This incentive to exaggerate mirrors the commercial pressure that offset companies face to overstate the number of trees they saved. The more credits these companies sell, the more money they make. This perverse incentive has contributed to an alarming reality where, as academic Julia Jones puts it in the film, many forest-based offsets are “essentially worthless”—an assessment shared by other academics and experts in the film.

“It’s a waste of money, and we’re also to some extent fooling ourselves… we think we’re doing something good [but] we are not…. and we are not investing in something that could actually have an impact when it comes to mitigating climate change”

Thales West, an academic focused on avoided deforestation projects in Panorama, Big Brands’ Green Claims Uncovered.

Conflicts of interest

In the absence of regulation, the carbon market depends on verification bodies such as Verra, based in the U.S., to guard the quality and integrity of carbon credits. But, as the BBC film shows, such organisations lack incentives to play this role credibly, creating problems for the people living around offsetting projects, and the decarbonisation agenda at large.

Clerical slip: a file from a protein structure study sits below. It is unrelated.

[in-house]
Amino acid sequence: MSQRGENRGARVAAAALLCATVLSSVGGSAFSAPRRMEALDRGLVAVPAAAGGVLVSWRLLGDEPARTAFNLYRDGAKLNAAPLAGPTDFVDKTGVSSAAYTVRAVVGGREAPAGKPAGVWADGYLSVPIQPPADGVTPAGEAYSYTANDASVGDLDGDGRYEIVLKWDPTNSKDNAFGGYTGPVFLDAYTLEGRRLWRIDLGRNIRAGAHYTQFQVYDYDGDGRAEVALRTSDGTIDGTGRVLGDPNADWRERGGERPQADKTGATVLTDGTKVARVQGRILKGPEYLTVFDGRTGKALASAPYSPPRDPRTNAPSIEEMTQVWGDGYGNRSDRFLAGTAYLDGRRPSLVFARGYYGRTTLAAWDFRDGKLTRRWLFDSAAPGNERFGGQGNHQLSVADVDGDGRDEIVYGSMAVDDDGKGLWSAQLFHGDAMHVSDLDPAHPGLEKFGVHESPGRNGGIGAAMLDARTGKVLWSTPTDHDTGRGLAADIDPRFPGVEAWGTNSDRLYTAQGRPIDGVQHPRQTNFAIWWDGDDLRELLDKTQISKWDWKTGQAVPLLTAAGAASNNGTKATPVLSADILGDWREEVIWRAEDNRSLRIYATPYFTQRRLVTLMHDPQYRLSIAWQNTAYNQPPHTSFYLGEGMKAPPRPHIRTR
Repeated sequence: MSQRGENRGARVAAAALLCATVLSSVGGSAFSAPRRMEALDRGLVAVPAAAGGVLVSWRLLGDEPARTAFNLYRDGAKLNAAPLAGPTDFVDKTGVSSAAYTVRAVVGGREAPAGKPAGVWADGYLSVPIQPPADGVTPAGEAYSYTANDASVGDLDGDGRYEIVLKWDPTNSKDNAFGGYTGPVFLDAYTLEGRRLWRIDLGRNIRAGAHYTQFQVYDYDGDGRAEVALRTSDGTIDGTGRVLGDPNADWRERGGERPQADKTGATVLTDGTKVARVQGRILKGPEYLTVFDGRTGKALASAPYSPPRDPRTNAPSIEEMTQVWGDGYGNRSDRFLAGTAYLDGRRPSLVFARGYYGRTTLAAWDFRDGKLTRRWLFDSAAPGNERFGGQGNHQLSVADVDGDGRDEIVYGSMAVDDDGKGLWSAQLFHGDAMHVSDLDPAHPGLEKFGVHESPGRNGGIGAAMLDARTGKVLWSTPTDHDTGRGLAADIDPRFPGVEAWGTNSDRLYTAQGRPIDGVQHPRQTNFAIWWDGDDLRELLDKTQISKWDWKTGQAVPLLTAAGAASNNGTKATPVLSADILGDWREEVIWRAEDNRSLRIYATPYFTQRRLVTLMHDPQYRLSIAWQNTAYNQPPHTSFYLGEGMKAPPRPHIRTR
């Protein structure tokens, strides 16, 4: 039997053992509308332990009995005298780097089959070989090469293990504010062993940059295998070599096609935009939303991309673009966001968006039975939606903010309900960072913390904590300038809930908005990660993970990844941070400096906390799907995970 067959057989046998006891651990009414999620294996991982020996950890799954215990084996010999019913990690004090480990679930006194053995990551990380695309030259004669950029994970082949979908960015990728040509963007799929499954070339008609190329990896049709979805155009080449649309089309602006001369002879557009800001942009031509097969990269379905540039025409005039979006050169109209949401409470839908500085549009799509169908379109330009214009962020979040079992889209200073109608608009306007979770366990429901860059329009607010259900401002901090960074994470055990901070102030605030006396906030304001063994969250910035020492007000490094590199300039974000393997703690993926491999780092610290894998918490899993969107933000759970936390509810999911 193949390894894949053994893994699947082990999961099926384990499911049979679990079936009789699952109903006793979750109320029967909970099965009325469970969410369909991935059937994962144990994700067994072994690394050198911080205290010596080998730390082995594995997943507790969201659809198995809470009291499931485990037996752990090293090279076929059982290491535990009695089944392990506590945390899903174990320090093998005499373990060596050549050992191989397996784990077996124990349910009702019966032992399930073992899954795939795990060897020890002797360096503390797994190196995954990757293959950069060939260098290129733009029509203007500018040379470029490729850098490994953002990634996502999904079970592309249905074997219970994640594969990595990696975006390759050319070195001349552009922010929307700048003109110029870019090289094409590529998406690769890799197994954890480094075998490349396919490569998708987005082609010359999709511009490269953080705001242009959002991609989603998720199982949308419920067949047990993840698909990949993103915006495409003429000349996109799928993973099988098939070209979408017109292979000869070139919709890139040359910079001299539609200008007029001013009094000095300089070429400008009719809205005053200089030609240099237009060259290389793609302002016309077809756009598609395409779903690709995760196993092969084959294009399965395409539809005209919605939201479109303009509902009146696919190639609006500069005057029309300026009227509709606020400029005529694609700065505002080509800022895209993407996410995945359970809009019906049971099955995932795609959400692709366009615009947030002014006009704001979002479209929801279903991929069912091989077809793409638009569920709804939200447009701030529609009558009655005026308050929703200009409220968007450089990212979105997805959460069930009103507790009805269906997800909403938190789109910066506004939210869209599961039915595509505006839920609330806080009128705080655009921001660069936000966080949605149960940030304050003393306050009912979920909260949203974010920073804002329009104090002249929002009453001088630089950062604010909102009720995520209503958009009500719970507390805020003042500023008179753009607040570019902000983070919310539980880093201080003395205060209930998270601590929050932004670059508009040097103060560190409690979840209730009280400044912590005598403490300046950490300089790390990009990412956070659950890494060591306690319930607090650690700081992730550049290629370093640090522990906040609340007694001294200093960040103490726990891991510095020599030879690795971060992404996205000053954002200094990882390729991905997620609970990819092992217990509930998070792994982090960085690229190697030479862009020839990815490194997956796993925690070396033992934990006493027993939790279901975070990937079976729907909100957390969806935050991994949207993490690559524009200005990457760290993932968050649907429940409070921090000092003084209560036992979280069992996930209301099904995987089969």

In Spain, the filmmakers meet Manuel Estrada, who worked in the industry since the early 1990s and was a technical innovations director at Verra from 2020 to 2022. One of his main tasks at Verra was to review how credits were calculated. As Estrada explains in the film, he was alarmed by how projects in the Verra system could generate more credits “just by switching methodologies”, even when their activities and results were the same. When Estrada pushed for more reliable methodologies, some project developers pushed back hard; he said, a reaction he attributed to the risk that such reforms could have halved “their potential revenues”. Since Verra earns a fee for every sold credit, more robust carbon accounting standards could have also impacted the organisation’s balance sheet. The job left Estrada frustrated with the fact that, as he put it “you have a system where everyone benefits from not being too robust”.